June 19th, 2009 at 2:03 AM

Gabe Guzman

Having the chilled water temp. at two degrees above room dew point would avoid condensation, however, in very humid climates like the tropics, with normal infiltration and the fresh air needed by codes, the dew point temp. would be to high, consequently room temp. would also be above comfort temp. Relative humidity would probably be also way over 50%. Your comments please.

July 22nd, 2010 at 8:11 PM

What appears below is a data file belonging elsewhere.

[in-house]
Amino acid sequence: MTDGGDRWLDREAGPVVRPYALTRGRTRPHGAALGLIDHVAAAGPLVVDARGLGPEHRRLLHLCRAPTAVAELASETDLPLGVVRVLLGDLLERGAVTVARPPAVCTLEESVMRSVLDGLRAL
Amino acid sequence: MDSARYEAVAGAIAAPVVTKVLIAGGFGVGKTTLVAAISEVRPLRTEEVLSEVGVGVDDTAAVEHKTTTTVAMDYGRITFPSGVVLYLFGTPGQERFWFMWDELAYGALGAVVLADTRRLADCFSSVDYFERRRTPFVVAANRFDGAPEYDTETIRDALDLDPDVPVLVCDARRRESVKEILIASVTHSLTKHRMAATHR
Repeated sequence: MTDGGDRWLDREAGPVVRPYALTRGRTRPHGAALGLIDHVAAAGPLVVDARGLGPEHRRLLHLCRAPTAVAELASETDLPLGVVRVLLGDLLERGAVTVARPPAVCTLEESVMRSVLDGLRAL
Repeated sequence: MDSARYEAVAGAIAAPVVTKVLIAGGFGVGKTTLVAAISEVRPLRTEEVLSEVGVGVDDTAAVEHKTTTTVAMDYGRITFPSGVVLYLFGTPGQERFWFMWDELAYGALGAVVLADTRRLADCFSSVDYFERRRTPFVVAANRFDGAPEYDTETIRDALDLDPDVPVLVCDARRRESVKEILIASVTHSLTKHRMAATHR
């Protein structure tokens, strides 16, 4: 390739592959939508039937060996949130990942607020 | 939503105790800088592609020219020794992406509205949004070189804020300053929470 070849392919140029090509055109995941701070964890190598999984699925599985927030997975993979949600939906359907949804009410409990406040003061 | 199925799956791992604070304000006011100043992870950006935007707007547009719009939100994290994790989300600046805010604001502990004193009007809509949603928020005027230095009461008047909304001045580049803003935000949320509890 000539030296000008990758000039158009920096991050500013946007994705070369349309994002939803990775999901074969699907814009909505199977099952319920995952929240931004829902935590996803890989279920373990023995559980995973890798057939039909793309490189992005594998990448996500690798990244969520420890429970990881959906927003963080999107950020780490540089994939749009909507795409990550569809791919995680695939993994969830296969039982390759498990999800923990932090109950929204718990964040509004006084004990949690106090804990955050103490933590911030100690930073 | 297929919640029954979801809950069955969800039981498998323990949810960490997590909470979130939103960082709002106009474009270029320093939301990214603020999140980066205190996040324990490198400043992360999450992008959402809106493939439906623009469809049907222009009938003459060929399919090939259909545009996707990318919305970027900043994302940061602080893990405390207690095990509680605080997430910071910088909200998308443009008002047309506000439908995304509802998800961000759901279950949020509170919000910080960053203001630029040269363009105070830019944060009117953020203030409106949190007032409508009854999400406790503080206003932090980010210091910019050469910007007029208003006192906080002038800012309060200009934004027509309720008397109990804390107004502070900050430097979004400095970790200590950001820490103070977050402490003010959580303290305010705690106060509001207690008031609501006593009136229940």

These units have been installed in a number of subtropical and some tropical locations. To prevent condensation the supply air needs to be dry enough and in sufficient quantities to handle the expected latent load conditions. This is where DOAS with heat recovery is important, drive the dew point of the supply air much lower than with standard overhead systems (often around 48 deg F) and allow the heat recovery to raise the dry bulb of the supply air temperature. Because of the operation of the unit, a higher than normal supply air temperature is not a deal breaker (often temperatures are 55-65 deg F) because the sensible heat is removed primarily with the water side (secondary air) while the primary air provides ventilation and latent heat removal. It's also important to understand the efficiency of the unit. Under normal operating conditions it's possible to move 50-100 Btuh/cfm with a beam, while with a standard all air system a normal cooling capacity is about 21 Btuh/cfm (based on 55 deg SAT and 75 deg room temp). These types of conditions coupled with DOAS mean you can often supply 100% outside air instead of the standard 80% recirculated/ 20% fresh air that a standard overhead system is designed for.